Image 1 of 1
Margaret Kesivi, 51, is from Luaniua Island on Ontong Java Atoll. She and her husband moved to Lord Howe Settlement in 1983.<br />
She says: In the 80s we had a lot of food on Ongoing Java, it was never scarce. Nowadays every time when we go back there to visit our relatives we bring food with us: rice, flour, biscuits... <br />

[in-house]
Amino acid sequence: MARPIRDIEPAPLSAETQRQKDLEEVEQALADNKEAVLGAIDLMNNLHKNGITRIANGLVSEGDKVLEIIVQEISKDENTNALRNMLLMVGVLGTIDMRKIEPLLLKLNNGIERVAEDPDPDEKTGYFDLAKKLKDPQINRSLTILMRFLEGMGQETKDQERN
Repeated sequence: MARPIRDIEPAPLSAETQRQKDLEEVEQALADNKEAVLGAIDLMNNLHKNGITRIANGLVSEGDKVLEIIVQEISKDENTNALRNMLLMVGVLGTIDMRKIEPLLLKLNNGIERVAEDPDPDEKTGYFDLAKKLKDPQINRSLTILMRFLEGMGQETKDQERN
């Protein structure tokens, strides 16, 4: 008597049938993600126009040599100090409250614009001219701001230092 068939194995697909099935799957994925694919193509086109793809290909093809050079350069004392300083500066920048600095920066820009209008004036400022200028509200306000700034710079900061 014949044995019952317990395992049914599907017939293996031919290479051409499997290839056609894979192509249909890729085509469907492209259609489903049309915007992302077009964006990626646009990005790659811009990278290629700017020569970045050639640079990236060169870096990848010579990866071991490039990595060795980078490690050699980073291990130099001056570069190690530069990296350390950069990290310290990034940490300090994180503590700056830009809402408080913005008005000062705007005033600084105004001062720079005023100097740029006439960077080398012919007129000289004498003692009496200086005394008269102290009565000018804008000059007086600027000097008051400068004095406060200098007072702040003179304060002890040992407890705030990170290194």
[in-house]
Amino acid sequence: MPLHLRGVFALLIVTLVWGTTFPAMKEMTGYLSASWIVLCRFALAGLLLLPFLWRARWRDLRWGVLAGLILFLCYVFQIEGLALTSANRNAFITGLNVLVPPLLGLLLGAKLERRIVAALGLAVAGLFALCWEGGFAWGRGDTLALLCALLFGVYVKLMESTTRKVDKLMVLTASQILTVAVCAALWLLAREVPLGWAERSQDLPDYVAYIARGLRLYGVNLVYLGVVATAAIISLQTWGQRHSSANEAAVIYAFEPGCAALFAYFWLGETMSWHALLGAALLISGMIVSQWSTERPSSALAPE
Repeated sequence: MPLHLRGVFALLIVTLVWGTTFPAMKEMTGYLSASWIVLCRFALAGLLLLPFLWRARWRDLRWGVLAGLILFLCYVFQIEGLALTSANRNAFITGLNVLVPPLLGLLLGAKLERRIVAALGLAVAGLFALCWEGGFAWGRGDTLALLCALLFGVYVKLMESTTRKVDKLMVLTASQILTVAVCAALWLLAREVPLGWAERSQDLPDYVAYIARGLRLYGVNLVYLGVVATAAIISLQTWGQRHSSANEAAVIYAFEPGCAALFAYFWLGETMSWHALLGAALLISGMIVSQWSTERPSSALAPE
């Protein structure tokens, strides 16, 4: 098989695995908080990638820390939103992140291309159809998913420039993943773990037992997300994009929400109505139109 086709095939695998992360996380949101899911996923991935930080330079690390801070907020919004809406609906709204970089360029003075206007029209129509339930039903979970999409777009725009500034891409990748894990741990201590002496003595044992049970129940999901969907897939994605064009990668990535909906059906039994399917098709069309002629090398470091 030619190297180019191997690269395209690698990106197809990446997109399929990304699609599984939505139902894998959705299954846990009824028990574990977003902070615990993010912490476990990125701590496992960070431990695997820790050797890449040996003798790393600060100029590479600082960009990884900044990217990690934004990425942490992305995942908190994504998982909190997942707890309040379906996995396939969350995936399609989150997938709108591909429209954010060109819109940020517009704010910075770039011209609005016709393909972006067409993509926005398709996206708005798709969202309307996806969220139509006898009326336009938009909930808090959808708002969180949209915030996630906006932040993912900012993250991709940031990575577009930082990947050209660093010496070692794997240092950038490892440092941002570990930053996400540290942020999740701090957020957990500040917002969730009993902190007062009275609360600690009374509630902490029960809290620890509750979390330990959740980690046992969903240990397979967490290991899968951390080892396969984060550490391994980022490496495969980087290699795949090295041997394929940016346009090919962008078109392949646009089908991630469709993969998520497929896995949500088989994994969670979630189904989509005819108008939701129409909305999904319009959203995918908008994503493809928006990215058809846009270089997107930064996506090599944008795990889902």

The only good thing on the atoll is fish. But the crops are not growing well there anymore. The sea water destroys the plants. People from my generation could live there growing own food, the new generation can't do it, it's not enough for everyone. Lord Howe Settlement, a district of the capital Honaria, is populated by people from Ontong Java Atoll (AKA Lord Howe Atoll), a Polynesian outlier of the Solomon Islands. Its people have been moving to Lord Howe Settlement in search of a better life since the 1970s. Climate change leading to rising sea levels and consequent food insecurity now means the atoll is existentially threatened. The remaining Ontong Javanese people are considering the possibility of complete relocation to Santa Isabel Island and to Honiara. However, with Lord Howe Settlement itself suffering the consequences of extreme weather and overcrowding, community leaders believe it is not a viable long term home. Furthermore, they fear that the Ontong Javanese people's Polynesian identity will be lost as a new generation is brought up in a location with no connection to ancestral land. Their identity will be weakened as they become a minority amongst Melanesian communities that have vastly different traditions and speak different languages.